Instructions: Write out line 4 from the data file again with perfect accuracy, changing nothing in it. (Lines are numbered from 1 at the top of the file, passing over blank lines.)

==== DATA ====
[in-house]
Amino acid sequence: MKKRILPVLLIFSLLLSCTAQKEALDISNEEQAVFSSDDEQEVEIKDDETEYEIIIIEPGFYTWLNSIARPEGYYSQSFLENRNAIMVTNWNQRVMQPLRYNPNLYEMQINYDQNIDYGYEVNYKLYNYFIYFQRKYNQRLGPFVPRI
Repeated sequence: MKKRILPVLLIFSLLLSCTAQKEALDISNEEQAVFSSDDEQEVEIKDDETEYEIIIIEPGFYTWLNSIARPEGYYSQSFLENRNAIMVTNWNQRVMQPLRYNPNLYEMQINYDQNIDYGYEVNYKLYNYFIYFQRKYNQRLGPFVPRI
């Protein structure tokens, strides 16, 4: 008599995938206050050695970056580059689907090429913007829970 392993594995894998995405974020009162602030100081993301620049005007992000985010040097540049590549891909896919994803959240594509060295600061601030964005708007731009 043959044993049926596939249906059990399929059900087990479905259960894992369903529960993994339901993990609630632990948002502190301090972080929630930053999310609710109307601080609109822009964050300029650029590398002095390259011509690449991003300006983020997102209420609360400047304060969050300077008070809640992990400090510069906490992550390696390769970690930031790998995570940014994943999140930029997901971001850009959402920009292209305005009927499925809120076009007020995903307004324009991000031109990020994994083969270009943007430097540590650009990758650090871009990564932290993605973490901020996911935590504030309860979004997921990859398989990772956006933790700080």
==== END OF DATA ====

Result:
């Protein structure tokens, strides 16, 4: 008599995938206050050695970056580059689907090429913007829970 392993594995894998995405974020009162602030100081993301620049005007992000985010040097540049590549891909896919994803959240594509060295600061601030964005708007731009 043959044993049926596939249906059990399929059900087990479905259960894992369903529960993994339901993990609630632990948002502190301090972080929630930053999310609710109307601080609109822009964050300029650029590398002095390259011509690449991003300006983020997102209420609360400047304060969050300077008070809640992990400090510069906490992550390696390769970690930031790998995570940014994943999140930029997901971001850009959402920009292209305005009927499925809120076009007020995903307004324009991000031109990020994994083969270009943007430097540590650009990758650090871009990564932290993605973490901020996911935590504030309860979004997921990859398989990772956006933790700080």